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January 3, 2006

Tradebot Readies ECN Launch: Are these guys batty?

By Peter Chapman

Also in this article

  • Tradebot Readies ECN Launch: Are these guys batty?
  • Page 2

Don't count out the ECNs just yet. Despite Darwinian consolidation among trading venues that is likely to leave the Nasdaq market with just two major players next year, hope apparently springs eternal amongst smaller market centers. Nasdaq itself, assuming its deal to acquire INET is approved, and Archipelago Holdings are expected to dominate a market that once supported a dozen ECNs.

The pending duopoly hasn't scared off the competition though. In fact, it has invigorated it. Current and prospective ECN operators say the market desperately needs more competition given the changed circumstances.

There are still three small ECNs operating today in the shadow of Nasdaq/Brut, INET and Archipelago. They are Direct Edge, owned by Knight Capital Group, Track and Nextrade.

They will soon be joined by a fourth. BATS Trading, owned by proprietary trading house Tradebot Systems, expects to launch next month.

The ECN, whose name stands for "Better Alternative Trading System," recently received funding from daytrader broker-dealers GETCO and Wedbush Morgan. All told, investors have sunk about $8 million into BATS.

Tradebot, based in North Kansas City, Missouri, is one of a new breed of broker-dealer. Along with its peers, ATD and GETCO, Tradebot grew up alongside the ECNs, providing them with liquidity on an automated basis. Tradebot considers itself an electronic market maker, posting bids and offers on the various ECNs.

Traders Magazine executive editor Peter Chapman spoke with Dave Cummings, BATS' founder and chief executive officer, about the new ECN.

TM: Why establish BATS?

Cummings: I felt strongly that the market needed more competition and that I could deliver an innovative product.

TM: Two market centers are not enough? How many do traders need?

Cummings: I believe the roll-out of Regulation NMS will unleash three to five new competitors that will innovate to gain market share.

TM: The current offerings of ECNs are too homogenous? You see an opportunity to do something different?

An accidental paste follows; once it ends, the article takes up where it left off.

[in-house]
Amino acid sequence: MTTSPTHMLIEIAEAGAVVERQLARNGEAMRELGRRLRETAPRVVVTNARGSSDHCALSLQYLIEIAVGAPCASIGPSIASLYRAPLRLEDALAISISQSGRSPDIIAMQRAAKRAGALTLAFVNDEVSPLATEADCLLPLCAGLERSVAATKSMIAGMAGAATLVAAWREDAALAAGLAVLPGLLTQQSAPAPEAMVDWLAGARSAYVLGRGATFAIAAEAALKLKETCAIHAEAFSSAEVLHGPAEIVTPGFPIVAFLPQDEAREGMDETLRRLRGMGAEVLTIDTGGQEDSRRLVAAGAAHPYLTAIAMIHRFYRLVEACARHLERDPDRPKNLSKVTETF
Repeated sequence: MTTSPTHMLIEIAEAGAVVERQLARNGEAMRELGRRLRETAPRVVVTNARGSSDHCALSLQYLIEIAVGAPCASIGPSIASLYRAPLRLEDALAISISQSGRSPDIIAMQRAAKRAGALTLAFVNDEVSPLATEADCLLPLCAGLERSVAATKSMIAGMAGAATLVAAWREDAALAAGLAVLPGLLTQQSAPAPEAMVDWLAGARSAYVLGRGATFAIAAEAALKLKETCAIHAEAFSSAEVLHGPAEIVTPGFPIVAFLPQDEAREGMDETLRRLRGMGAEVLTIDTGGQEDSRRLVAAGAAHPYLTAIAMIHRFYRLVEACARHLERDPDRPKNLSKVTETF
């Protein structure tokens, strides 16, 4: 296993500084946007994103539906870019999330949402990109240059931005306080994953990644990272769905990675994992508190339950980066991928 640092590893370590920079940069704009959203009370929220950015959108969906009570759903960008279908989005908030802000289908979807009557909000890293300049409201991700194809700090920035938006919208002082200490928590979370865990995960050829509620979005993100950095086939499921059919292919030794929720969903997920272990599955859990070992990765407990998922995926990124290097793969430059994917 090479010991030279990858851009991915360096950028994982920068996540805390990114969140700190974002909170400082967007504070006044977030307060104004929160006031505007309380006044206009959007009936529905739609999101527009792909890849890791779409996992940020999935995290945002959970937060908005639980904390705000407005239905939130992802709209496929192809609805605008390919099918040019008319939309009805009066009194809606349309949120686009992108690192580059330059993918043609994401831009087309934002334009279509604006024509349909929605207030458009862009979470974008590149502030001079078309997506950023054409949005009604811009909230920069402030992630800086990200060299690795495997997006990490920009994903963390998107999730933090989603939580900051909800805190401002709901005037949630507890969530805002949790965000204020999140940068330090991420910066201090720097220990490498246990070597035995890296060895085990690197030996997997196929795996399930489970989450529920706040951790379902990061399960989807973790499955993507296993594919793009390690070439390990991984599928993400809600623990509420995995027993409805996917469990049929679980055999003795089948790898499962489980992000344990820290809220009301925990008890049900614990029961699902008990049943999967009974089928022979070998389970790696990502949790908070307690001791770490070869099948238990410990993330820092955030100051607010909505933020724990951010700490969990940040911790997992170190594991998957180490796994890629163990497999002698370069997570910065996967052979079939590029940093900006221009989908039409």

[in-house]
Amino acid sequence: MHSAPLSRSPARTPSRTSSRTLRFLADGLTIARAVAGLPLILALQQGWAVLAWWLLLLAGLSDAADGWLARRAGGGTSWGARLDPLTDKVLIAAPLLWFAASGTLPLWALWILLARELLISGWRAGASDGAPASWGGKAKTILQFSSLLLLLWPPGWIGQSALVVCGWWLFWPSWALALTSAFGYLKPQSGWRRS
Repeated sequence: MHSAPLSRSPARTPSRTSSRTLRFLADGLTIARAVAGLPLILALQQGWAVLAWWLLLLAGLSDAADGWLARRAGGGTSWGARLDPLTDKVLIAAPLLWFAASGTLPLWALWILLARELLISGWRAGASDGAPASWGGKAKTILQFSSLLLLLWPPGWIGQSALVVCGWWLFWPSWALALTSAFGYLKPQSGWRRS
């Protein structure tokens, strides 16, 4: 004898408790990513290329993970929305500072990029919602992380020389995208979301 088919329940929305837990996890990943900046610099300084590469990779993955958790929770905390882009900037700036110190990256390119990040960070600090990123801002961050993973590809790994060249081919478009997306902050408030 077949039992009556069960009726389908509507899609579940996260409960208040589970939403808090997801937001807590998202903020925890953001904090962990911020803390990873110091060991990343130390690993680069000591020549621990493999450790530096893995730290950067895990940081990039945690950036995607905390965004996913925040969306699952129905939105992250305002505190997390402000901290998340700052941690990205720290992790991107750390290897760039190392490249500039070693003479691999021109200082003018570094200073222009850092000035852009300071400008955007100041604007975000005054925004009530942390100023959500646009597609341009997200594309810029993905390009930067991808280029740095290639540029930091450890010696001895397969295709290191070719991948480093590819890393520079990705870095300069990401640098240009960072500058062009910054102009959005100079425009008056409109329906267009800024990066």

Cummings: We will start by offering fast and efficient limit order matching and outbound routing. BATS' performance will be similar to what people came to expect from Island. We need to first get a critical mass of broker-dealers connected. Beyond that, we have many new ideas about how to increase liquidity in the less active names.

TM: BATS will operate separately from Tradebot?

Cummings: Yes. A core group of Tradebot associates has moved over to help me start BATS. We will have completely separate management teams in place before we go live. There will be a clear separation between the two companies.

TM: Will Tradebot provide liquidity to BATS?

Cummings: Yes. I would fully expect Tradebot and companies like it to be major early liquidity providers for BATS. Our goal, however, is to build an industry-wide coalition that brings together many different broker-dealers with diverse business models. Lots of black boxes trading in a fishbowl is not too interesting.

TM: Tradebot will remove that liquidity from other market centers?

Cummings: Tradebot's business will not change much when BATS goes live. Except that they are adding BATS as a market center. INET, Brut and Arca are disappearing because of the mergers.

TM: Will BATS offer the traditional ECN fee structure where liquidityproviders get paid and liquidity-takers pay?